If Bonnevier focuses on buildings and interiors, Mathias Kryger Hansen goes outside in Ørstedsparken in Copenhagen – a popular cruising ground for men who have sex with men. Through a discussion of the Danish artist Lasse Lau’s projects on the queer geography of gay male cruising, Hansen outlines the political strategy of having privacy in public. The queer space of cruising is ephemeral and precarious – not without risks. While we have been editing this issue of Trikster, several violent attacks have taken place in Ørstedsparken aimed at persons cruising in the park. In end of July a 38-year-old man was brutally assaulted by three young men who shouted homophonic slurs and threatened to kill him while beating him severely. These recent attacks are only some examples of the vast amount of heterosexist violence taking place around us.
In response to the rising numbers of hate crimes in Copenhagen, the activist group Bash Back! was formed in August this year. This ad hoc initiative has started patrolling Ørstedsparken at night, as well as giving courses in self-defense. This is a recent example of the long tradition of feminist, lesbian, gay, transgender and queer activist groups in Copenhagen, fighting against oppression and working to create safe spaces for people outside of the norms. Mette Buchardt’s article “Separatisme, ikke-separatisme, anti-separatisme” discusses different understandings and practices of gender and sexual separatism on the activist scene on the left wing in Denmark. While functioning as an archive of radical activist groups over the last twenty years in Copenhagen, Buchardt’s text sheds light on the ways in which different forms of separatism have been used as a strategy for creating effective forums and platforms for political action.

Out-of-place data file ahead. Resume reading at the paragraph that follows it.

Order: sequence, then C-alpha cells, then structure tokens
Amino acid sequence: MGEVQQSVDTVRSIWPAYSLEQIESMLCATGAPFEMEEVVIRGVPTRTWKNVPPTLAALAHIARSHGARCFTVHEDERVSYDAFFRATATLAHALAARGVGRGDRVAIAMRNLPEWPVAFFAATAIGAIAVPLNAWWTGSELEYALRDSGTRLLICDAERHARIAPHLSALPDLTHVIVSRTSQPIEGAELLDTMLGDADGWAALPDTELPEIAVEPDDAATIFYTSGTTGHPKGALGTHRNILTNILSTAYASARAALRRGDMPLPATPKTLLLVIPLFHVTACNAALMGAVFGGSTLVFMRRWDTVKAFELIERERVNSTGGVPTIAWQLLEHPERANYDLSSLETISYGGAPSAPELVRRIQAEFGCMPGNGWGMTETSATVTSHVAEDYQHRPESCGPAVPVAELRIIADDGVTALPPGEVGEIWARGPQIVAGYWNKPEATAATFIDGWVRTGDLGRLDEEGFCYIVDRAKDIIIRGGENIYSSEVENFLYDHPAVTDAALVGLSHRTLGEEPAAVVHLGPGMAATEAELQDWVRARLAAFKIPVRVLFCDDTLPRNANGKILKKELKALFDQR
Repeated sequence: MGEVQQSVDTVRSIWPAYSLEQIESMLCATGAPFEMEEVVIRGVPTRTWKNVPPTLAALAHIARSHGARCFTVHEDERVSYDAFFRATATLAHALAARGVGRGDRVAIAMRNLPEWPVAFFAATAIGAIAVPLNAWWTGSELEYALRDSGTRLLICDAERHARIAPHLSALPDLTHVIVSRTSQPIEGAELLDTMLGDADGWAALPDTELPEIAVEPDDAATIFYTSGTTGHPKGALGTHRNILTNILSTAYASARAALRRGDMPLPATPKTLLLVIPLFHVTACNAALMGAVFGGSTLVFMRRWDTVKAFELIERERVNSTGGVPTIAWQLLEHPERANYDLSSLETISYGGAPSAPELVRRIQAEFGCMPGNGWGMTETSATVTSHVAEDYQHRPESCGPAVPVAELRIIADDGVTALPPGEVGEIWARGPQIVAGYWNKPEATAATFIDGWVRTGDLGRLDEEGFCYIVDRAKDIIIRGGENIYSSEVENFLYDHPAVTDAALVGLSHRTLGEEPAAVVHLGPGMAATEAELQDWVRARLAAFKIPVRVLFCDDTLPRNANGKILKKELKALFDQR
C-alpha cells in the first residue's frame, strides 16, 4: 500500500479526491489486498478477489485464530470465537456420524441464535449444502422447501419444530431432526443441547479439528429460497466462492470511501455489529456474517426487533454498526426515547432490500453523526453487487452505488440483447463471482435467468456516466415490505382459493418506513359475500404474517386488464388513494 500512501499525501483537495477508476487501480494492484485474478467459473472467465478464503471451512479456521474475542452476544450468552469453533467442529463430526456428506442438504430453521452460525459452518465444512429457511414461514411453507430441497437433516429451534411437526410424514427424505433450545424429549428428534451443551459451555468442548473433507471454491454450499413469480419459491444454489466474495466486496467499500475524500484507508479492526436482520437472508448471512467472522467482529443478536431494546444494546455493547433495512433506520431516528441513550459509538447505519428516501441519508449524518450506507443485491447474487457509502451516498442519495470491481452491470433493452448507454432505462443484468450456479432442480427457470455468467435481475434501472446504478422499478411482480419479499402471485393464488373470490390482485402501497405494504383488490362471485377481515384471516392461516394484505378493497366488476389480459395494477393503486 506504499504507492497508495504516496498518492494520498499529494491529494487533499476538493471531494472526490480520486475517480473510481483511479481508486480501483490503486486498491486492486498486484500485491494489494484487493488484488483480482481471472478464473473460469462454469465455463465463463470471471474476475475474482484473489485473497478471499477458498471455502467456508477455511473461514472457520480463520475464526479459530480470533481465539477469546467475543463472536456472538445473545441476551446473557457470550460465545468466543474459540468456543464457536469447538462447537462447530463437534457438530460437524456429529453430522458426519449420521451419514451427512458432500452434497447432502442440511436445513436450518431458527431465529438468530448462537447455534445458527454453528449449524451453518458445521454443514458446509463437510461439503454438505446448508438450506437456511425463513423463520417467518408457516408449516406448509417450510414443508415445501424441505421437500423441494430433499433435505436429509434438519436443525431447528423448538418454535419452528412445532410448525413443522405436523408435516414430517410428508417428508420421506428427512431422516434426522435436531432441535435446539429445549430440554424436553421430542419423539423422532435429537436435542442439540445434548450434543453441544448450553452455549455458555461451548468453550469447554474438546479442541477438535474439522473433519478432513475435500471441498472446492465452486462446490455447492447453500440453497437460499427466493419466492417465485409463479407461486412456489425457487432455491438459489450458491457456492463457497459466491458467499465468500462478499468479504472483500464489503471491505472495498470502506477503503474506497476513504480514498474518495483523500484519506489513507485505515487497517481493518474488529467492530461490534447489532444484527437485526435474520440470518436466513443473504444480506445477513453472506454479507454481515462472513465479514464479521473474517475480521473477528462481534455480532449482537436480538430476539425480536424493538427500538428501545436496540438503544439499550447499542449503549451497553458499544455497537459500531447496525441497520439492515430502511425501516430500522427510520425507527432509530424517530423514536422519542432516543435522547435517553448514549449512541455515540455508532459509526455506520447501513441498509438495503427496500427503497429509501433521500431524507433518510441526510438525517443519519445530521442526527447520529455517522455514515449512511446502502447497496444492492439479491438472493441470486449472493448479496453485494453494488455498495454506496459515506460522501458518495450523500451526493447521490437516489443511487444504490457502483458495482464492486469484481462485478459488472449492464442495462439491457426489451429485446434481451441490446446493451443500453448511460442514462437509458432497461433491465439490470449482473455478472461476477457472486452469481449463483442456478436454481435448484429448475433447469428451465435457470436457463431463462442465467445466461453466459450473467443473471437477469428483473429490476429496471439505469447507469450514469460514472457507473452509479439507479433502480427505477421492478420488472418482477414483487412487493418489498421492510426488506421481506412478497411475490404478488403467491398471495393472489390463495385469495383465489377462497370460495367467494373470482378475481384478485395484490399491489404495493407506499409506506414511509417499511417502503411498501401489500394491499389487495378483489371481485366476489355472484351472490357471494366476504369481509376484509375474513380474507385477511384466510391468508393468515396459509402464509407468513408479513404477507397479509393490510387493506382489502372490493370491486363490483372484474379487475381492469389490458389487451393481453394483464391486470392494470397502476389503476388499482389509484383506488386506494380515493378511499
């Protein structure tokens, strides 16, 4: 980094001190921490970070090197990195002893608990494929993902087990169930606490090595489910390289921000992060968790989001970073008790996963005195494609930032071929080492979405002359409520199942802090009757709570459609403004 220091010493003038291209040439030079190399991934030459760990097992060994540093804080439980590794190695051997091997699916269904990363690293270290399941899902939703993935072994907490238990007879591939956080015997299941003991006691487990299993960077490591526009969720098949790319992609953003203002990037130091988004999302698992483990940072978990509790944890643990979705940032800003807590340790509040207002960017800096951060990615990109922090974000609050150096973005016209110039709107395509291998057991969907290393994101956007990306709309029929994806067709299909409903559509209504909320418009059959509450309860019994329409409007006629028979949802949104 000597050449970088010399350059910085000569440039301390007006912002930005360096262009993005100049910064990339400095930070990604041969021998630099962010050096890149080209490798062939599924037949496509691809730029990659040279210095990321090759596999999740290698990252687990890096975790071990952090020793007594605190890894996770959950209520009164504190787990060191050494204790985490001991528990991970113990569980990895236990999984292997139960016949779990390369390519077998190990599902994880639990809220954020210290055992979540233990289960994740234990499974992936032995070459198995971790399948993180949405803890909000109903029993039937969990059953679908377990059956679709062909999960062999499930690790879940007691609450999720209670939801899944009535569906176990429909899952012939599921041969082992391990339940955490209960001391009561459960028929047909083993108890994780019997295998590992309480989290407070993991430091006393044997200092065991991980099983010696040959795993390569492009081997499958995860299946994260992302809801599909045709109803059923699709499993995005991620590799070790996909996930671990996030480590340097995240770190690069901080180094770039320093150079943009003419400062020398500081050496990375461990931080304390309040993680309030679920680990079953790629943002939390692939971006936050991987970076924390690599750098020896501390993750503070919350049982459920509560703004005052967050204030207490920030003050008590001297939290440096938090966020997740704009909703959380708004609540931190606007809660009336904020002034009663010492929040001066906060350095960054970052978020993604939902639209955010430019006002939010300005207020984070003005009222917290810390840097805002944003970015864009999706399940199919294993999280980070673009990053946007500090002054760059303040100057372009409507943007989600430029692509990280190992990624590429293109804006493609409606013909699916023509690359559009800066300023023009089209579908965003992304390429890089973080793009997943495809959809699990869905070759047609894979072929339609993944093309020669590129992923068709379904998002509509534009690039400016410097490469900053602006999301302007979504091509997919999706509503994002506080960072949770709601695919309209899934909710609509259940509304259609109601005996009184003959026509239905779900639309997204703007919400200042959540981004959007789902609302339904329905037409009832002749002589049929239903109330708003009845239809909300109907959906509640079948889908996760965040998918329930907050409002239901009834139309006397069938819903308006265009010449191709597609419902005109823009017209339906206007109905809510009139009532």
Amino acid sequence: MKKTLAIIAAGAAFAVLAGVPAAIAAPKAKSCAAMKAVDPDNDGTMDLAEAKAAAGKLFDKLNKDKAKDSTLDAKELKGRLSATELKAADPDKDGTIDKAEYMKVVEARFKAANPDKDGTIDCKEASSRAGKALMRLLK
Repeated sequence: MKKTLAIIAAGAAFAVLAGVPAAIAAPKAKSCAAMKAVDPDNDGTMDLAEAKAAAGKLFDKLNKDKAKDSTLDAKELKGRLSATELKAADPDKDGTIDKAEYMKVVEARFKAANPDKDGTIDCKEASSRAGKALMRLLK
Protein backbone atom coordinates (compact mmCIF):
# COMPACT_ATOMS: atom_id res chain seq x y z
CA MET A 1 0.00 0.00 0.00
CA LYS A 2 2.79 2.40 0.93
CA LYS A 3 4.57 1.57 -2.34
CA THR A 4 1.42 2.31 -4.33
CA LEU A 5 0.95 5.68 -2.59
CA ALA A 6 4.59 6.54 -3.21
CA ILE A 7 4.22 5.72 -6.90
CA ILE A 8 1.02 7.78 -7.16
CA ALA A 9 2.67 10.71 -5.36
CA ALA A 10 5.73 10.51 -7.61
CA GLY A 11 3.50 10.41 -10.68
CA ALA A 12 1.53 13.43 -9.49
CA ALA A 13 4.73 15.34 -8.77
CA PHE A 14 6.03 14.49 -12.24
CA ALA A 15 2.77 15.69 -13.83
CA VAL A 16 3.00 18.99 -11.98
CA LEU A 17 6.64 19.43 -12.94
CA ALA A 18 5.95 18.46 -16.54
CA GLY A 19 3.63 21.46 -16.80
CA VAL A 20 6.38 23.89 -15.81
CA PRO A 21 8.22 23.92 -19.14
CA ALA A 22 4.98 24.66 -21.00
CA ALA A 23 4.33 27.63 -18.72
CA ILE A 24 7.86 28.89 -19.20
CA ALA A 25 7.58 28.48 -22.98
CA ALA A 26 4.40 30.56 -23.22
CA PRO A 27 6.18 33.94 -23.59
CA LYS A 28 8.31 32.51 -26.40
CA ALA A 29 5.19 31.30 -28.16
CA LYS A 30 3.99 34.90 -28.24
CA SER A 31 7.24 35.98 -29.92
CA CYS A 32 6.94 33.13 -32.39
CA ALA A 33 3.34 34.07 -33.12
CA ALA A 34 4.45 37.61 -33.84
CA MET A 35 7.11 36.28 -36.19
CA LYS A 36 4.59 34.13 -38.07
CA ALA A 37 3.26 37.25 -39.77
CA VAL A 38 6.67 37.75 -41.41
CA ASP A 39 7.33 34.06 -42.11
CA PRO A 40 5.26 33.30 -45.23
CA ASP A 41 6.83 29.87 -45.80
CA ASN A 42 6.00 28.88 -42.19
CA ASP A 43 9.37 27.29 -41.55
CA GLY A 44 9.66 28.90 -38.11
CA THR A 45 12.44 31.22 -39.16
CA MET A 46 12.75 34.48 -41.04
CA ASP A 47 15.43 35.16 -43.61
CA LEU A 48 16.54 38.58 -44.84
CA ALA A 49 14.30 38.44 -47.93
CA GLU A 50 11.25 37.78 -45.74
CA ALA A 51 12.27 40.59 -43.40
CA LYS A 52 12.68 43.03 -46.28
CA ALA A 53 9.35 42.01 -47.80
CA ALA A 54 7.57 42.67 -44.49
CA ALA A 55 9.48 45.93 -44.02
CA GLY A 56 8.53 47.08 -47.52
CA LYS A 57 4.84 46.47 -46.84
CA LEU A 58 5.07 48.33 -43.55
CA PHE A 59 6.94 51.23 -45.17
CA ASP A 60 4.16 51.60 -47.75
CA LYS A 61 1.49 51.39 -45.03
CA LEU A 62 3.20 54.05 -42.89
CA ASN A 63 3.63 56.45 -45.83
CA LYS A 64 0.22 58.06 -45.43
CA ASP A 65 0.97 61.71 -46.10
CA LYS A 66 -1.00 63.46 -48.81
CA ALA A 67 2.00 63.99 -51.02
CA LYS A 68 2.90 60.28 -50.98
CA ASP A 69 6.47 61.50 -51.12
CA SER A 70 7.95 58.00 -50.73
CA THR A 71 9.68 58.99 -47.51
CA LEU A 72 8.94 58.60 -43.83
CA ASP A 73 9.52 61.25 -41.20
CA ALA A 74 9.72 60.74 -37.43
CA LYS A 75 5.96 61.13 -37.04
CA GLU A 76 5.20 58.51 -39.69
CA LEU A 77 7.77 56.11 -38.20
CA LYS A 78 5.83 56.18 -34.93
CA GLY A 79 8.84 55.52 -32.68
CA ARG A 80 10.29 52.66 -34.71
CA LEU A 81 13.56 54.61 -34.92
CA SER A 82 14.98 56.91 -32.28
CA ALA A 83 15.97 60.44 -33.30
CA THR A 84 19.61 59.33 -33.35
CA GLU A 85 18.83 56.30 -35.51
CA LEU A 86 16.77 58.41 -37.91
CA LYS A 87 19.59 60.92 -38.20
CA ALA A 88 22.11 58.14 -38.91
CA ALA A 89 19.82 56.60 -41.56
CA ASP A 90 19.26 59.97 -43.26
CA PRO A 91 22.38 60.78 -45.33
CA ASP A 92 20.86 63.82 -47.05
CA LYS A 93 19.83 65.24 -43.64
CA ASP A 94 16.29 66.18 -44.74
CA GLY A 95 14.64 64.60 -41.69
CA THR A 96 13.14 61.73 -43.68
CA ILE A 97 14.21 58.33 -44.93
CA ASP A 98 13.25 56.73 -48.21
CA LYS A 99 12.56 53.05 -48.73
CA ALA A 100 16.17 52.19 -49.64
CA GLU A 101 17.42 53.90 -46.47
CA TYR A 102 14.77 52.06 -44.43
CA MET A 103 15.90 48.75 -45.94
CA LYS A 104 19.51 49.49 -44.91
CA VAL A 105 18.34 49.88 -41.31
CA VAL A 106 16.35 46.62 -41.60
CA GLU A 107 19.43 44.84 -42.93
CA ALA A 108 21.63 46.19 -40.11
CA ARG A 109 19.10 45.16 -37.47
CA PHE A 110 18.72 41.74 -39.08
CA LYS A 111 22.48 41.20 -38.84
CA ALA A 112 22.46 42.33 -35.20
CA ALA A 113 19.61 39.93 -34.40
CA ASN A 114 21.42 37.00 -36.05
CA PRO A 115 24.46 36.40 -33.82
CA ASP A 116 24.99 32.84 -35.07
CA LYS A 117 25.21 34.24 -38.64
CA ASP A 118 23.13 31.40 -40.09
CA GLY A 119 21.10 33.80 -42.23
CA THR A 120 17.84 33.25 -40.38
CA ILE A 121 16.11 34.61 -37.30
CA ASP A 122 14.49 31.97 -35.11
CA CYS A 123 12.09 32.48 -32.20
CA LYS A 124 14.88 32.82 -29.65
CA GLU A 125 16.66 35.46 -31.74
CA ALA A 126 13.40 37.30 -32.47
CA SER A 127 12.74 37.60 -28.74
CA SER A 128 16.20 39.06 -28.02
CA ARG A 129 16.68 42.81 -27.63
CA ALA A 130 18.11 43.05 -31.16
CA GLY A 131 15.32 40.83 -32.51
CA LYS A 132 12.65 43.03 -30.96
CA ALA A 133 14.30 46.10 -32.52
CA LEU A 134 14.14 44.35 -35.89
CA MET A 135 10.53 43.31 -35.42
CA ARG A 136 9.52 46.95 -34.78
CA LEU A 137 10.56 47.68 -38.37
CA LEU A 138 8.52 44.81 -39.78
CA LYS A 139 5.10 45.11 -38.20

It is a different location and time span we are introduced to by the art historian and AIDS-activist Douglas Crimp in the interview “Front Room – Back Room”. Crimp gives us a glimpse of the cultural geography of New York City in the 1960s and 1970s, when he talks about his new project Before Pictures. Focusing on the conflicted relation between the art world and the emerging gay world in the post-Stonewall years in New York, Crimp reflects on why these two worlds are not discussed together in cultural history. He finds a telling metaphor for this discursive separation in the architecture of the popular hang-out Max’s Kansas City in New York, where it was a strict division between the “queer” crowd in the back room, and the “straight” art world people occupying the front room.
In “Leaving a Glorious Future Behind?” Tuula Juvonen and Pia Livia Hekanaho address the present difficulties of working with queer studies in the Finnish academia. Through a mapping of the development of early lesbian and gay studies and later queer studies in Finland, they focus on exclusionary mechanisms facing especially Finnish male scholars working with queer politics. While different Centers for Women’s Studies have functioned as an open space for in particular female academics, male scholars working with queer issues have been victim to the current homophobic atmosphere, and many of them have left the Finnish universities.
The fight for a queerer space – however provisional and ephemeral – is important. This goes for the academy, as well as for the streets, our surrounding buildings, and the political sphere. We hope that this issue of Trikster may engender the discussions on spatial politics, and, through the Internet's expanding space, help to create new relations among strangers.